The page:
All in for Industry

Industry’s Economic Contribution

After the 2017 economic slowdown, 2018 will see an upward turn, with many sectors, including industry, leading the charge.

So far in 2018, Colombia is seeing an economic upturn thanks to the performance of some key sectors including financial services, construction, gas, and water, which gained a positive variation up to 3% during the year. According to the World Bank and OECD, Colombia’s industry will strengthen throughout the year. These projections show a positive environment that, according to the Minister of Finance, Mauricio Cardenas, “reinforce the government’s certainty that the country has engaged a path of clear and resilient recovery.”

The World Bank reported a decline in industrial production in 2017, largely due to a slowdown in the extractive industries including gold, platinum, and silver. In 2016, the mining sector shrank by 6.5%. Also in decline were oil and gas production as well as textile and beverage manufacturing. However, Coca-Cola Colombia is confident better years are ahead, especially with increased marketing around the 2018 World Cup, according to Coca-Cola President Roberto Mercadé.
As far as players in the mining segment are concerned, the biggest impediment to extractive and industrial growth is legal uncertainty. The Colombia Mining Association has been quite vocal, arguing the right legal conditions could spur between USD1.5 and 1.7 billion in investment per year, or a total of USD7.5 billion over five years. The President of the Colombia Mining Association is quite confident with gains in copper exploration and has high hopes for adding copper into the country’s industrial input mix, while gold and coal remain the most significant sub-sectors.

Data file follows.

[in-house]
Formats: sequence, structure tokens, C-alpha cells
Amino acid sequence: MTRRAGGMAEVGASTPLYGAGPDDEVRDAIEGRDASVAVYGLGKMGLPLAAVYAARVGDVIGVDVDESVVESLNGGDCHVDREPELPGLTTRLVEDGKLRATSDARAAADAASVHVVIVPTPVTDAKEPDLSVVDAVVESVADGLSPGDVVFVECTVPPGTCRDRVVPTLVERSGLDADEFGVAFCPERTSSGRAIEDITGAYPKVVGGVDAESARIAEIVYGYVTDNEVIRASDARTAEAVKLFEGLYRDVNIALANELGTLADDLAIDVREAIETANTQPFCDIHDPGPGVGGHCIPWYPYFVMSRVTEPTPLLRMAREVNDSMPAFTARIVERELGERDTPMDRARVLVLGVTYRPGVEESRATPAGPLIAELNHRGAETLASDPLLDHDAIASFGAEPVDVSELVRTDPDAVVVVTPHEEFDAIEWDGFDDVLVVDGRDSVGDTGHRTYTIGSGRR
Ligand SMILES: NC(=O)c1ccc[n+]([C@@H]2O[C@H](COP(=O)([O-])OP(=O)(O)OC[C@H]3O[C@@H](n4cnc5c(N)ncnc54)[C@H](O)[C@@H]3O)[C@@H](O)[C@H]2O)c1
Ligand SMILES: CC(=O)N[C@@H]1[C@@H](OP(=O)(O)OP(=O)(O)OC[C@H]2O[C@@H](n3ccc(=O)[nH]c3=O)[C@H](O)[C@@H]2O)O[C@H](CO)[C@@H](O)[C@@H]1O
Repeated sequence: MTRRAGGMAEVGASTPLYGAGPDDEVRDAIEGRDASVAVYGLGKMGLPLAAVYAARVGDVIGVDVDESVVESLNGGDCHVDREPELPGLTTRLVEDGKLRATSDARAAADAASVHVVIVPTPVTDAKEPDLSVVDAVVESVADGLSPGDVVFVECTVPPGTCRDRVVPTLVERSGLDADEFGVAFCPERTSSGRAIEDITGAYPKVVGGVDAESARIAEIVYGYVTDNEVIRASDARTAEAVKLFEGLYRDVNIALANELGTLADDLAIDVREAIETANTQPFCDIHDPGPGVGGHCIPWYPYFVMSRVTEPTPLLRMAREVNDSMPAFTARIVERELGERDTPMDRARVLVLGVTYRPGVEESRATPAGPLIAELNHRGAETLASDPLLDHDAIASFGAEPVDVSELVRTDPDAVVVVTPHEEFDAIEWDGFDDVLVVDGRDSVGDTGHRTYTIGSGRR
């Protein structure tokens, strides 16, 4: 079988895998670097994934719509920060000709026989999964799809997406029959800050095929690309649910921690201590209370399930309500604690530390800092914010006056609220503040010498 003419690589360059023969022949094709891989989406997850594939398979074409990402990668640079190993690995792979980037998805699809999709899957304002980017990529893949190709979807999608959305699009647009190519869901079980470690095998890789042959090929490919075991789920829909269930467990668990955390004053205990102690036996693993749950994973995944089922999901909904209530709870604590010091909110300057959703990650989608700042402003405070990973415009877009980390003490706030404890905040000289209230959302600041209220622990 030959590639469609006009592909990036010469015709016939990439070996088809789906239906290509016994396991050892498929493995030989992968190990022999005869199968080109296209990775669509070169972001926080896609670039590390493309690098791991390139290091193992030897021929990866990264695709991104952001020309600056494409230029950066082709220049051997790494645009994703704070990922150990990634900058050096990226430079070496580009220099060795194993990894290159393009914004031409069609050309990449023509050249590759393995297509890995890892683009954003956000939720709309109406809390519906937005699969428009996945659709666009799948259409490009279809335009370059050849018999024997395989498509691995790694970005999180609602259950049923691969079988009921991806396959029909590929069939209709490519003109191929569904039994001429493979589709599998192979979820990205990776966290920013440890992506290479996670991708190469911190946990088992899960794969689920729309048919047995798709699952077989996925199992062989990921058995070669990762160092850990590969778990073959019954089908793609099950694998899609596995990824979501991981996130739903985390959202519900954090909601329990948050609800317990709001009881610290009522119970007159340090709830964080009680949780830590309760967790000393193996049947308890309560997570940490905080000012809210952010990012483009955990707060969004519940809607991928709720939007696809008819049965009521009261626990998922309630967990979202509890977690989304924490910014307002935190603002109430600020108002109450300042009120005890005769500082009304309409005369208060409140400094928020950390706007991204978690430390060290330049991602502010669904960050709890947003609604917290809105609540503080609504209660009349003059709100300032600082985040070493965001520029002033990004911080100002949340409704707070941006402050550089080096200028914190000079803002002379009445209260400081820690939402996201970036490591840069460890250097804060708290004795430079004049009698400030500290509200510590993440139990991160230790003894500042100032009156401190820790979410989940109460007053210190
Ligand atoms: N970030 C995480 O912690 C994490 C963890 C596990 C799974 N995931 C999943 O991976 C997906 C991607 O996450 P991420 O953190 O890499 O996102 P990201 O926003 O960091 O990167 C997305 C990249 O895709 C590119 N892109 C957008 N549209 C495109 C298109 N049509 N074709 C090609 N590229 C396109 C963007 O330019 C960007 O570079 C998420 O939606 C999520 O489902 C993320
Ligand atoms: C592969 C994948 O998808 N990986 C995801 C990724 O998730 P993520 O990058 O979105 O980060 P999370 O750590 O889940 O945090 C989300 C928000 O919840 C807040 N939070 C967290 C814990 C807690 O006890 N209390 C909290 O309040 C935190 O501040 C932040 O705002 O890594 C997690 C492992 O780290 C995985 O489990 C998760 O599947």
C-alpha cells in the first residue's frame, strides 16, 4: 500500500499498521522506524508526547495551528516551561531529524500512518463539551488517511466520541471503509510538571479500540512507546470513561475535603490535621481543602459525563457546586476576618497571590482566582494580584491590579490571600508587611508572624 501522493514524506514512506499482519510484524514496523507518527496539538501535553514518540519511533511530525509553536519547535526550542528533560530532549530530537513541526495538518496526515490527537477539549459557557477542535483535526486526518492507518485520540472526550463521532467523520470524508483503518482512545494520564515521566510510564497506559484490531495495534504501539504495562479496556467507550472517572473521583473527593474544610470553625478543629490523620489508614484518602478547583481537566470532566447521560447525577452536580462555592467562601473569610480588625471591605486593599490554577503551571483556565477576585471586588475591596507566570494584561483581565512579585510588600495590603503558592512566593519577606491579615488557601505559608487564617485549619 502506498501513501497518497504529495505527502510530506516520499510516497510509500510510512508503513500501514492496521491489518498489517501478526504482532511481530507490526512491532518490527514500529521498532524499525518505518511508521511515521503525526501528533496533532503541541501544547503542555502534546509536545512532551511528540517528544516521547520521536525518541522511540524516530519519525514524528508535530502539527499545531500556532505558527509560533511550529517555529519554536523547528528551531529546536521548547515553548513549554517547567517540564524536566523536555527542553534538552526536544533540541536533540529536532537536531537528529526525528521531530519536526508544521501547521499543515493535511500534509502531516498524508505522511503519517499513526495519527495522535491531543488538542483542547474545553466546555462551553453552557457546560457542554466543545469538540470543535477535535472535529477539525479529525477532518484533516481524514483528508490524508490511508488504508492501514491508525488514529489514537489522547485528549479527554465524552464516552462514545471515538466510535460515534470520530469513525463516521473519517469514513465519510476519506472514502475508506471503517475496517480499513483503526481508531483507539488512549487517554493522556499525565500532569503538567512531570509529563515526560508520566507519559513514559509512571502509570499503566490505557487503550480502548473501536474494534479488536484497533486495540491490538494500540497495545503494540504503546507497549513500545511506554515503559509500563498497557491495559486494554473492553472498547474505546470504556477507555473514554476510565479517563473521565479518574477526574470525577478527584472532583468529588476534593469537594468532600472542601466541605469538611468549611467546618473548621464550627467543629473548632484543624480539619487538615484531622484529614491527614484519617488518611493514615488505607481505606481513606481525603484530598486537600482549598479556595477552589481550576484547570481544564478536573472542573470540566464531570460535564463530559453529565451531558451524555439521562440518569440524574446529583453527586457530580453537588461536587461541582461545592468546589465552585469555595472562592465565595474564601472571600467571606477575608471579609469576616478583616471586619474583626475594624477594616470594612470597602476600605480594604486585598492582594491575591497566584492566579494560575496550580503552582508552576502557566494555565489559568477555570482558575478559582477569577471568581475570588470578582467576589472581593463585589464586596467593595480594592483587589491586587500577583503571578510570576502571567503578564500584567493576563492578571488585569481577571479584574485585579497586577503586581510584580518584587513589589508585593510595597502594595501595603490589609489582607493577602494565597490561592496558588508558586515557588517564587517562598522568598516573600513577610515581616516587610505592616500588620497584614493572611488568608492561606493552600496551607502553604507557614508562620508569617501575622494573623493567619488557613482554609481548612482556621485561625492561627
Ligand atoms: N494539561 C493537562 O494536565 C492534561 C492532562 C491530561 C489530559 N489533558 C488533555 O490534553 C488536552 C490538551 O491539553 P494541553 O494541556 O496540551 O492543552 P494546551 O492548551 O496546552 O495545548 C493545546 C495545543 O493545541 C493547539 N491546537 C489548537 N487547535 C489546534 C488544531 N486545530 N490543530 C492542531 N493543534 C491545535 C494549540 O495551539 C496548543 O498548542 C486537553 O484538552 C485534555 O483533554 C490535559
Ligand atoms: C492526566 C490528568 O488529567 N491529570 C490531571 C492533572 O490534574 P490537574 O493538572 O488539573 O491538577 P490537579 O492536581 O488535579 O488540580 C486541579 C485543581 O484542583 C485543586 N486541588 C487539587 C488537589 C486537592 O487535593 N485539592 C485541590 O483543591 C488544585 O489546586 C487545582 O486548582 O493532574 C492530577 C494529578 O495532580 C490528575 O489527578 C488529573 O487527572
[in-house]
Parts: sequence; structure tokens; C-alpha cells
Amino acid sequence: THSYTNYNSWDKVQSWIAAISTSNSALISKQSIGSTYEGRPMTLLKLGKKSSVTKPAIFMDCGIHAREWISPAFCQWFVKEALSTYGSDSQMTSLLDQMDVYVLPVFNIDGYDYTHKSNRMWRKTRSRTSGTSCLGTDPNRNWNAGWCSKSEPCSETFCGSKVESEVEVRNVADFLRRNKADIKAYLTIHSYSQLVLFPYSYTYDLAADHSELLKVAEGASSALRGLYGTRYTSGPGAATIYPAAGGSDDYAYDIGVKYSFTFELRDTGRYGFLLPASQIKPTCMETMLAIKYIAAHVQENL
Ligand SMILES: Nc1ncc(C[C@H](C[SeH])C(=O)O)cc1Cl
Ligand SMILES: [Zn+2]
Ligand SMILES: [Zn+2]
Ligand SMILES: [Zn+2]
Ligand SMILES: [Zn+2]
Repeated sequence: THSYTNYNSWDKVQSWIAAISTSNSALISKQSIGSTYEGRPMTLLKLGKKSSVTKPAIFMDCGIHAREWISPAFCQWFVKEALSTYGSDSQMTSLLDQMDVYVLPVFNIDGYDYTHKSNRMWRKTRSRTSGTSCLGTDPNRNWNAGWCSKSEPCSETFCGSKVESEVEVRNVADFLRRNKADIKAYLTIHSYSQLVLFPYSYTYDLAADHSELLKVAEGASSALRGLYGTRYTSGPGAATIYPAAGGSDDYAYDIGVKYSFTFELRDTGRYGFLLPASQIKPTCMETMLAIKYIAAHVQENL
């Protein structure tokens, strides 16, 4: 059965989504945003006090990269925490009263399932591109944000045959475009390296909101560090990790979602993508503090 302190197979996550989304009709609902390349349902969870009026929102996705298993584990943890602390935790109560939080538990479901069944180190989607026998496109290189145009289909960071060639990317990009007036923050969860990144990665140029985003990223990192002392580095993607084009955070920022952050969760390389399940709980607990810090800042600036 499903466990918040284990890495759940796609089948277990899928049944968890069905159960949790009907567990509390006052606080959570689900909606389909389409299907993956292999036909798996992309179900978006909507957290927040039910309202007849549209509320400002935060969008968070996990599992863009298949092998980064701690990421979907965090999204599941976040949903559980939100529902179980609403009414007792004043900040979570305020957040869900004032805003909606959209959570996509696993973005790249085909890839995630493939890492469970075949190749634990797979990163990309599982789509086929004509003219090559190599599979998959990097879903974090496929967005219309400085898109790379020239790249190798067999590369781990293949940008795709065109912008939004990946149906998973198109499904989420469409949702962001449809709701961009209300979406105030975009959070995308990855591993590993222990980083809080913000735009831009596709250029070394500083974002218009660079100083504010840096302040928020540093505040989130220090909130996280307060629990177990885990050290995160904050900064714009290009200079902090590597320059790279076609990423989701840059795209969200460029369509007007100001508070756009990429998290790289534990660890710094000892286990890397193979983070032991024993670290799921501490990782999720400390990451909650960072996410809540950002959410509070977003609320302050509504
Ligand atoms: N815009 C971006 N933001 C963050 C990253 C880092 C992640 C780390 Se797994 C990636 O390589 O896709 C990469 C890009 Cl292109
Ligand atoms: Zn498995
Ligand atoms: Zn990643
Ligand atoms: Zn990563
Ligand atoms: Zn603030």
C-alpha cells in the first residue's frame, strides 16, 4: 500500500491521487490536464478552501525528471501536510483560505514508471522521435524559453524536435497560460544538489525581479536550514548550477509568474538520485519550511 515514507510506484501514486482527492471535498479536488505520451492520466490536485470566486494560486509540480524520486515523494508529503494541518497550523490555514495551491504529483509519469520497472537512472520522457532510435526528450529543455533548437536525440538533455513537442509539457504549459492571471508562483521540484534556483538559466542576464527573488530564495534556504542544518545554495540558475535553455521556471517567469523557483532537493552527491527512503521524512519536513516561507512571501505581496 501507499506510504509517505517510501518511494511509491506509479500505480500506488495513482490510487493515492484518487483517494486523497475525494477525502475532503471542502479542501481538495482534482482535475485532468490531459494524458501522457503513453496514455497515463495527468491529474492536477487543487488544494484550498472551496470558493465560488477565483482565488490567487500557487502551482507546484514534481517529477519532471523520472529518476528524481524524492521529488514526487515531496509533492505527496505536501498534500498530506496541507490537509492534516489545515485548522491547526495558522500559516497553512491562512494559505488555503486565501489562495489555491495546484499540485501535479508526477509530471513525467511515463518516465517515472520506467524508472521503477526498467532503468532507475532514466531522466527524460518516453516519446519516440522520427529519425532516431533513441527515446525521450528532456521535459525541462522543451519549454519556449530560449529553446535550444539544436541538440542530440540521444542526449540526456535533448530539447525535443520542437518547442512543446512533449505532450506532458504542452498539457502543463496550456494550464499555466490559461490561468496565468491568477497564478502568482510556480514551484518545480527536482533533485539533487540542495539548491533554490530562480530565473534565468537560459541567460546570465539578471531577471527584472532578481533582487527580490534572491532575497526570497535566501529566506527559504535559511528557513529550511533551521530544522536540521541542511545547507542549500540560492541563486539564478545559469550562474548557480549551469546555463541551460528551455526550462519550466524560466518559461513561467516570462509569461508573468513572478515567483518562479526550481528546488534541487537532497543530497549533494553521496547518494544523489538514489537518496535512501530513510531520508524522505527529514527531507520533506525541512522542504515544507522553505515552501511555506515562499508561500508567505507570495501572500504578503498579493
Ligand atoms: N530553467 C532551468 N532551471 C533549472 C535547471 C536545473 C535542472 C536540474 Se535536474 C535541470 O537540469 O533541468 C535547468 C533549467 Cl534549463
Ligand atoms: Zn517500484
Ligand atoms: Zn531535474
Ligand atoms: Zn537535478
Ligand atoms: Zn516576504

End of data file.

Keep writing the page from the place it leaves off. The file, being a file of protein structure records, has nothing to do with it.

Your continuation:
Charles C. Burgess, Director of Mineria Texas Colombia, emphasized to TBY the importance of mining to the economy and its recognition via conducive investment legislation is in the interests of the Colombian people.
Moreover, the macroeconomic activity of the country has contributed to some positive results. The reduction of the interest rates, higher oil prices, 4G infrastructure projects, and more positive consumer behavior have and will follow the positive path Colombia has started. Colombia’s national government is betting on 2.7% GDP growth in 2018. In order for this to happen, the new administration will have to learn from the previous mistakes and put into practice all the possible machinery to keep boosting the economy.
Industry will be a sector of strong focus. Although in the last quarter of 2017 it saw a contraction of 1.7% and only 13 of 39 sub-sectors increased their production scale, one of the admirable sub-sectors was paper and cardboard, which grew at a rate of 4.4%.
Isabel Riveros, Director of the Chamber of Paper and Cardboard of the National Business Association on Colombia, said that entrepreneurs in this sector, seeing that domestic demand was depressed both by the VAT increase and the generalized slowdown in the economy, chose to search for new niches abroad. Riveros mentioned, “The growth of this segment has been, in general, due to paper exports, with its new destinations: Central America, the Caribbean, Ecuador, and the US.”
Another boost for packaging was the uptick in agriculture. New products such as avocado and pineapple, which complemented the traditional bastions of the agriculture sector—flowers and bananas, require cardboard packaging. Indeed, in 2017, agriculture saw nearly 5% growth as effects from El Niño subsided and the livestock sector expanded. Growth in the agriculture and agro-industry sectors is expected to continue as effects from the peace deal come into play. Given the knock-on effects of growth in tangential sectors, a keen eye to boosting industry and industrial investment throughout the supply chain would seriously bump up Colombia’s growing—yet still somewhat sluggish—GDP. Implementation of the peace deal and political stability following the 2018 elections should prove to be crucial factors for industrial output and the economy.